He also filed legislation that called for the establishment of boot camp-type prisons for offenders who tested positive for a controlled substance during an arrest, required that people on probation or parole successfully pass a drug test prior to sentencing, and directed support to the movie and television industry for “anti-drug messages.”
Biden was also the chief sponsor of the Biden-Thurmond Violent Crime Control Act of 1991, which among other things prohibited people convicted of drug misdemeanors from purchasing firearms, and increased penalties for the use of cannabis and other Schedule I substances in public housing. He later voted in favor of an amended version of the bill.
Biden appears to also oppose marijuana being used for therapeutic purposes. In 2007, he acknowledged that ending raids on medical marijuana users was necessary, but that he believed that “there’s got to be a better answer than marijuana” for addressing health issues and symptoms. He voiced the long-debunked theory in 2010 that marijuana serves as a “gateway drug” to dangerous substances.
Biden does not appear to have reversed his stance on marijuana, although it may have softened a bit. In January 2019, Biden acknowledged his hard-line cannabis past caused some long-term harms, telling the National Action Network, “I haven’t always been right, but I’ve always tried.”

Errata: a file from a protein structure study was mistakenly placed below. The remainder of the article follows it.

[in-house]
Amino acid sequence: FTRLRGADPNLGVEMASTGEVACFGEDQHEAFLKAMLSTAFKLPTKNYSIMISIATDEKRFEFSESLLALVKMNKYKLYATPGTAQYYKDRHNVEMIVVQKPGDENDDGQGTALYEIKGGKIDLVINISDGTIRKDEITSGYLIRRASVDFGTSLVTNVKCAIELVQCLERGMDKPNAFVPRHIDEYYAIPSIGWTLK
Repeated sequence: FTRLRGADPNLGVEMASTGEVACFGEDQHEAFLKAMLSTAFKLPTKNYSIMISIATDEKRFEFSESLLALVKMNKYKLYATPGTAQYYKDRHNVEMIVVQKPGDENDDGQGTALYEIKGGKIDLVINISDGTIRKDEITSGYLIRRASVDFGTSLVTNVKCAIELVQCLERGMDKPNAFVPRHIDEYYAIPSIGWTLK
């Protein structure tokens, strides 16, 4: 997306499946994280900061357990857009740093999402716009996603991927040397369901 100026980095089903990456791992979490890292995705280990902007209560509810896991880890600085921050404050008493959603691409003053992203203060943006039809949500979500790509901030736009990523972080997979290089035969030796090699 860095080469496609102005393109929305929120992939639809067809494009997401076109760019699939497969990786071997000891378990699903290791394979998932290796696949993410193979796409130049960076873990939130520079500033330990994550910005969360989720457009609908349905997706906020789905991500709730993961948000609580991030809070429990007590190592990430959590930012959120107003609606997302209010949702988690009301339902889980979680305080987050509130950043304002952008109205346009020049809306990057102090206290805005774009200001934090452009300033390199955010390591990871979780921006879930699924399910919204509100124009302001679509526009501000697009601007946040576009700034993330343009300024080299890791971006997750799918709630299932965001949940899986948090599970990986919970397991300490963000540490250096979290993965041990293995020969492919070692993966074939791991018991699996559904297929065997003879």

Biden reiterated his opposition to full marijuana legalization prior to more studies on its effects being completed in an interview with The New York Times editorial board in January 2020. In March 2020, he expressed frustration over people thinking he still believes marijuana is a gateway drug. In an interview with The Shade Room, he explained, “I don’t think it’s a gateway drug.”
Joe’s latest policy stances on marijuana.
- No one should serve jail time for marijuana consumption.
- Decriminalize recreational marijuana use and expunge prior convictions.
- Legalize medical marijuana.
- Allow states to legalize recreational marijuana.
- Reschedule marijuana to allow researchers to study its health impacts.
Recent Presidential Dropouts
Sen. Bernie Sanders dropped out of the presidential race on April 8, 2020 setting up a general election between President Donald Trump and former Vice President Joe Biden.
Throughout his long political career, Sen. Bernie Sanders has fought relentlessly for cannabis policy reform. He unveiled a criminal justice reform plan in August 2019 that includes proposals to legalize marijuana and expunge past cannabis-related convictions.